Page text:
2013: The Year in Review for Child Sex Abuse Victims’ Access to Justice
Child sex abuse victims, their families and friends, and, frankly, everyone except perpetrators and those who enable them, should be pleased about the progress toward victims’ access to justice in 2013. This past year, the pace of the movement quickened remarkably.
Sadly, though, religious groups have gone back to the drawing board to find new ways to protect themselves from the law, so there is also a cloud on the horizon for victims as well.
We need civil-rights advocates, children’s advocates, and survivors and their communities to work hard to make 2014 even better than 2013, and if we all work together, the prospects of our doing so are good.
The New Barriers Appearing in Some States for Clergy Abuse Victims
While survivors break down barriers to justice for all victims in many states, there is a disturbing new development spreading across the country like a cancer that threatens the clergy sex abuse victims: Religious believers are lobbying to build barriers around themselves and their institutions so that they can operate autonomously from the law.
As I have discussed in many columns, the Religious Freedom Restoration Act (RFRA) is sheer folly, and the state versions of the legislation are no better. They give religious actors who otherwise would be liable for breaking the law a defense that makes it easier for them to violate just about any law they prefer to ignore. (As I discuss in this column, the federal RFRA is the operative law in the contraception mandate cases pending at the Supreme Court.)
New iterations of the state RFRAs are even worse than the original versions. In the vast majority of the state RFRAs, believers at least have to show that a law imposes a “substantial burden” on their religious exercise. That has been a standard that has made it unlikely that they can overcome every law they challenge.
Courts have read the word “substantial” as though it has meaning, which means believers have not always won under the RFRAs. That has not satisfied the apparently insatiable demand by believers to be laws unto themselves. In new iterations, therefore, religious lobbyists have removed “substantial.” So any burden, however minor, could trigger the right to overcome the law. Kentucky actually passed such a misguided bill over the saner veto of its Governor. For good reason, this version of a state RFRA got no traction in Texas. Other states are considering it, though. Currently, in Ohio and Maine, the state legislatures are considering similar legislation that would create a new RFRA without the requirement of the term “substantial” modifying “burden.” This reduction in the burden on the believer would increase litigation, endanger the vulnerable, and further lead United States religious believers down the dangerous path of the Me-Me-Me generation I described in this column.
There seems to be no limit on the creativity of religious lobbyists in this era to find new ways to permit religious groups to break the law; there is yet another new and troubling RFRA mutation pending in Tennessee. This bill would build even higher walls around religious believers intent on breaking the law.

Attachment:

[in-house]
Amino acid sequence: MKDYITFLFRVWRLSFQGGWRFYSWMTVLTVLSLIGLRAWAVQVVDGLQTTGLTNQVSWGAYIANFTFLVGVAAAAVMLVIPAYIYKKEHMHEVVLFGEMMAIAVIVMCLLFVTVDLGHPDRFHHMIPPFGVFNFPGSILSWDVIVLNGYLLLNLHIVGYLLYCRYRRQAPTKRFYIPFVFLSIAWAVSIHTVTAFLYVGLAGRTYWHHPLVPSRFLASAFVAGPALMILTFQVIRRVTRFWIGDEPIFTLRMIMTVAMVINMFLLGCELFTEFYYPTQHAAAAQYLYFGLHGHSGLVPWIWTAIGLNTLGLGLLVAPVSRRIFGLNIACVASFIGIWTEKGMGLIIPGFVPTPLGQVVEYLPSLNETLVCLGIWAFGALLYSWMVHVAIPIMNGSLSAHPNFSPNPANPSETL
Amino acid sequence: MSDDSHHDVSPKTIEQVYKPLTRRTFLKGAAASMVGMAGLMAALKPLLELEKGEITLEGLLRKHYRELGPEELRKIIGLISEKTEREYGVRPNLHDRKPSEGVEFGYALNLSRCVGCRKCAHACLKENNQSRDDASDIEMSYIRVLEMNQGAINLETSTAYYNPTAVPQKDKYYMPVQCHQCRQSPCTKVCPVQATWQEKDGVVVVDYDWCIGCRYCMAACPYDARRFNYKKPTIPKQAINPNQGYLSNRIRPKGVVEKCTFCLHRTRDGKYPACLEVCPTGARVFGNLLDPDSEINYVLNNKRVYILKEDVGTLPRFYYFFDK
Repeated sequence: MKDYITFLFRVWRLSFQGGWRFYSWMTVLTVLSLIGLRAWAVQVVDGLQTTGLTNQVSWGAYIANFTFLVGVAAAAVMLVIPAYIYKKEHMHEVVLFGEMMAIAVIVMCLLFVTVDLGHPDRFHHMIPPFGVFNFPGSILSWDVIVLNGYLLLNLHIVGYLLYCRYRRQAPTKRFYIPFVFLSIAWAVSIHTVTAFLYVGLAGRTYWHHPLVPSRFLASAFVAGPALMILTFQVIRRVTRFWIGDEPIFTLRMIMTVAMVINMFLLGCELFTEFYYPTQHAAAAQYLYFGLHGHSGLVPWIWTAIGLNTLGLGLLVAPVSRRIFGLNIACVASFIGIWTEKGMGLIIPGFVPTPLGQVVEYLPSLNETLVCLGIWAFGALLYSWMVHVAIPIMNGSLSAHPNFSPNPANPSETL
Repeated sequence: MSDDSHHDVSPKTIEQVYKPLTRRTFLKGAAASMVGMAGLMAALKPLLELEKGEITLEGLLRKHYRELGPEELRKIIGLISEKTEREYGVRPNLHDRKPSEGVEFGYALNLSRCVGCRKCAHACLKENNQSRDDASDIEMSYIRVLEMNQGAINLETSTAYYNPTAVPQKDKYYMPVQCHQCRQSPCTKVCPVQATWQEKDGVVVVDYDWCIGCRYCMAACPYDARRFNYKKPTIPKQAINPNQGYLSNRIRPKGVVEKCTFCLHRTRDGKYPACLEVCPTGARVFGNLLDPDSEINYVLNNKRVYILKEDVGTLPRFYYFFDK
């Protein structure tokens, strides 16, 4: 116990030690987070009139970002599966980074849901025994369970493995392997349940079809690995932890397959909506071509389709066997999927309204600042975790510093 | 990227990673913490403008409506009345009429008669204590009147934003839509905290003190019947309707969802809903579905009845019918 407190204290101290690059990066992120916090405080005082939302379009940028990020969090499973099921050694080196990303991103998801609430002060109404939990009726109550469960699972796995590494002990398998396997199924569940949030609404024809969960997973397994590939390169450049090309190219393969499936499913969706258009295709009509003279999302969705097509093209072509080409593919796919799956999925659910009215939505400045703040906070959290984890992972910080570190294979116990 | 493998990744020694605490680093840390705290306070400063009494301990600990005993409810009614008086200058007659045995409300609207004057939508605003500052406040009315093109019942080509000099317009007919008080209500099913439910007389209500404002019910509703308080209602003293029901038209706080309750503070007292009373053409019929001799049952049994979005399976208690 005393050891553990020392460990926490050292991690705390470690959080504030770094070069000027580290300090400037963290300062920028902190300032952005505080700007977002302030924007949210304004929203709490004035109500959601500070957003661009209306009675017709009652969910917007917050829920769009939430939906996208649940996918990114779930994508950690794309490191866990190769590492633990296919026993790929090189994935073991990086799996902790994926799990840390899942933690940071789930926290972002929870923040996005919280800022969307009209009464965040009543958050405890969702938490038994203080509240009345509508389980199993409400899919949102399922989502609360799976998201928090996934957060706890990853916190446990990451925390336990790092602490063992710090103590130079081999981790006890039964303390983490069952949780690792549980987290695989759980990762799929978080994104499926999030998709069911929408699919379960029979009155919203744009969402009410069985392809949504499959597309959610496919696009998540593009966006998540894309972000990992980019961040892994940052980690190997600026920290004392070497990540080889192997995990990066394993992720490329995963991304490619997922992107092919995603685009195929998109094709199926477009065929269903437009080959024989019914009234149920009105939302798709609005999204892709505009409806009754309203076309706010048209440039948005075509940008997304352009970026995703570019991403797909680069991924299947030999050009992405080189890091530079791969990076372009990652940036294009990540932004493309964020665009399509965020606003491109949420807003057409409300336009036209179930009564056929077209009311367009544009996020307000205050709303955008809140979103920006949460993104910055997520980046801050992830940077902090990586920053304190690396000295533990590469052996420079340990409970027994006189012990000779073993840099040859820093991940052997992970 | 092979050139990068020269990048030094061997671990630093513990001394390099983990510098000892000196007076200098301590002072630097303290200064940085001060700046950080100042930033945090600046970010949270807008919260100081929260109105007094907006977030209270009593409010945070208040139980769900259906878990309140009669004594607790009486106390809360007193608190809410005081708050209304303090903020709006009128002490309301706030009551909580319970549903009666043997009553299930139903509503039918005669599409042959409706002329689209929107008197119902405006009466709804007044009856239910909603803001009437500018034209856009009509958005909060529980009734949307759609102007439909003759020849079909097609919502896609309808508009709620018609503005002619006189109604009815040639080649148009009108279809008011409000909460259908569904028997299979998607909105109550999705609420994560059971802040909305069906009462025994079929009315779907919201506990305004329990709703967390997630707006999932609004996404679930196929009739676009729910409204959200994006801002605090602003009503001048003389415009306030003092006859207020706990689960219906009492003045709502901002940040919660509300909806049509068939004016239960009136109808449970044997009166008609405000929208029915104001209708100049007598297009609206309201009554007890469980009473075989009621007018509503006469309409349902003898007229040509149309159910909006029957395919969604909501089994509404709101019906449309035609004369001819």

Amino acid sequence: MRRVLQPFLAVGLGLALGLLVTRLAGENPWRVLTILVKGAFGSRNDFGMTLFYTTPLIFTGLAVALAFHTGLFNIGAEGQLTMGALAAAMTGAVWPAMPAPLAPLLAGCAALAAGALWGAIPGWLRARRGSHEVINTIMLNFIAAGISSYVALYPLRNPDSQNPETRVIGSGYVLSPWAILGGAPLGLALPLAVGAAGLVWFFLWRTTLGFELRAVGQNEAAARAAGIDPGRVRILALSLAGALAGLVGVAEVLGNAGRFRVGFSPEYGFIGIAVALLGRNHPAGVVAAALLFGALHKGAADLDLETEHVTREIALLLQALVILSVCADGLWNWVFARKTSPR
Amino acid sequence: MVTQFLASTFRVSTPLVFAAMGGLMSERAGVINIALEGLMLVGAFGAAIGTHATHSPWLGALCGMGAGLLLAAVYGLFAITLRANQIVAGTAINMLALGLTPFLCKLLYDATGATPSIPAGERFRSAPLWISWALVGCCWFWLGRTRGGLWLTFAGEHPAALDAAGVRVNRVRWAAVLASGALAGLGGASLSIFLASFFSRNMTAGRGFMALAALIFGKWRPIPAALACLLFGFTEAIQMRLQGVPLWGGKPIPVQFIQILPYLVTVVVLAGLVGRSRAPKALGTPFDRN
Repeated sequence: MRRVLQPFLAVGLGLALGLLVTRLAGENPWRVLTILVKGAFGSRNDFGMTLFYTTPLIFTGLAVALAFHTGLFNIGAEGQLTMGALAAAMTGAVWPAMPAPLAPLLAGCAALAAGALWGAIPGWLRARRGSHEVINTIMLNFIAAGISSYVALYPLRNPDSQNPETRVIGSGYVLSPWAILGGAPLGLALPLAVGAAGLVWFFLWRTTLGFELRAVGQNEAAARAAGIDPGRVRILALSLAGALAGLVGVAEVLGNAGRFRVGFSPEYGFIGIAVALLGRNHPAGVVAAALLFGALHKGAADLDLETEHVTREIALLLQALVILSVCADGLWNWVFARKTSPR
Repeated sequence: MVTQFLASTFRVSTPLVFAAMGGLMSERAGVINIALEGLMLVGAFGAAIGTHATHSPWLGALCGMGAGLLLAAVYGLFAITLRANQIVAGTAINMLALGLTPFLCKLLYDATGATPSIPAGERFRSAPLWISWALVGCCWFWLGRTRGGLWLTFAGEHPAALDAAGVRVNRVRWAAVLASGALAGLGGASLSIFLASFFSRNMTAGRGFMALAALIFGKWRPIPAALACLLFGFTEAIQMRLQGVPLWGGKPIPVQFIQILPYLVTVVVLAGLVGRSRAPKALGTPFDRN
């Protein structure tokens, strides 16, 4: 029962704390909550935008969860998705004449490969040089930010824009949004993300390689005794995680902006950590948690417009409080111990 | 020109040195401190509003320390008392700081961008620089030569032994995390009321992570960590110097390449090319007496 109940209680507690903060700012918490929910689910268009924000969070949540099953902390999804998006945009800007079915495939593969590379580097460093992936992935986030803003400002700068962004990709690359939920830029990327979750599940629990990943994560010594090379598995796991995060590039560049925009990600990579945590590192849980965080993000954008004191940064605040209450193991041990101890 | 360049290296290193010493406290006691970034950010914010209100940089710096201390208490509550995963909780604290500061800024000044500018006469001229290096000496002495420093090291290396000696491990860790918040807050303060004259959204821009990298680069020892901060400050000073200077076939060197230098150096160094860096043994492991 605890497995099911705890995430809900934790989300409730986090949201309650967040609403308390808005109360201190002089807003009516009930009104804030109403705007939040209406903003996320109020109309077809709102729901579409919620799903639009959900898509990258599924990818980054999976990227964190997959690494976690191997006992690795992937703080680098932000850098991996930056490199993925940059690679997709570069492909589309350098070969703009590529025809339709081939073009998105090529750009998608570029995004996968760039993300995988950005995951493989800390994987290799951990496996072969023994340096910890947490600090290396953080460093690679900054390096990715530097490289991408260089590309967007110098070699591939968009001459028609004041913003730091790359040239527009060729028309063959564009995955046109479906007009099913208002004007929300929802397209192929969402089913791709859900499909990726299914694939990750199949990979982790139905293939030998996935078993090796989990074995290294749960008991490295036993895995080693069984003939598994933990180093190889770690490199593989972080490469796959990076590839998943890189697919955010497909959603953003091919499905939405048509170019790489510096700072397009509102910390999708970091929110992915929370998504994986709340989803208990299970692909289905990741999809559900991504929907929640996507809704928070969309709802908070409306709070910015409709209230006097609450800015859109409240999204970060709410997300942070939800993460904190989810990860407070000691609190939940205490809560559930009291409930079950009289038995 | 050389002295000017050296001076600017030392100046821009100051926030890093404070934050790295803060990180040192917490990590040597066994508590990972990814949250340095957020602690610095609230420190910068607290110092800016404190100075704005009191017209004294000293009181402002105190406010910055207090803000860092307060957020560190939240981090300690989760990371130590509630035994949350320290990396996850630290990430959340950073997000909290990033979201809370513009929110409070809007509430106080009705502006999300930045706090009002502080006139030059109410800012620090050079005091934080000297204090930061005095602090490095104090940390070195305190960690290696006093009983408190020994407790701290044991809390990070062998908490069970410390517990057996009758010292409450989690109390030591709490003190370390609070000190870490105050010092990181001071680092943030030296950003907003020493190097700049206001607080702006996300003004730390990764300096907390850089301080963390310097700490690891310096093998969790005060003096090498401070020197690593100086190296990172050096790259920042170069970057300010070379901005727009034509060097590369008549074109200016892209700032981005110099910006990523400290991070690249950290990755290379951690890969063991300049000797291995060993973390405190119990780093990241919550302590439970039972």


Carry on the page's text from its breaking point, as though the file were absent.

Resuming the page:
Under the typical RFRA, if the believer succeeds in proving that the law imposes a “substantial burden” on religious conduct, the burden shifts to the government to prove that the law serves a “compelling interest” by the “least restrictive means.” That is an extremely difficult burden for the government to carry, which means if the believer prevails in proving his or her burden, the odds are high the believer will not be required to abide by the law, no matter what the law is. The new Tennessee RFRA bill would pile yet another requirement onto the government: It would also have to satisfy its heavy burden with “clear and convincing evidence.” This is a formula for religious groups to simply ignore all state laws.
These new additions to these extreme religious liberty bills will make religious organizations and believers virtually bulletproof from the claims of the victims of clergy abuse in these states. Make no mistake about it: religious lobbyists fighting for RFRAs believe that believers belong above the law, and don’t want to talk about the vulnerable who are inevitably hurt by such regimes.
The harm arising from RFRAs doesn’t stop with child-sex-abuse victims, though, as these extreme state RFRAs will also open doors to immunize religious believers (whether they are parents, or institutions like churches, schools, or camps) from medical-neglect and child-abandonment claims, and a host of other crimes and torts.
The sponsors of the legislation in each state appear to be sincerely interested in doing good, but in fact, they are paving the way to extraordinary harm and evil, and the last people who will explain to them what religious believers have done and can do to children and others are those lobbying for the RFRAs.
In sum, 2013 was a good year in a number of states where child sex-abuse victims will find it easier to get to court in the future. 2014 should be even better. The remaining concern, though, is that once clergy-sex-abuse victims get there, extreme religious liberty statutes will immunize believers and their institutions from being legally responsible for the crimes that they have committed and the harm they have done. For this and other reasons, there is still much work to be done by good people.
Marci A. Hamilton is a professor of law at Cardozo School of Law, and the author of Justice Denied: What America Must Do to Protect Its Children, which was just published in paperback with a new Preface. She also runs two active websites on issues she writes about frequently, www.sol-reform.com and www.RFRAfolly.com. Her email address is Hamilton02@aol.com.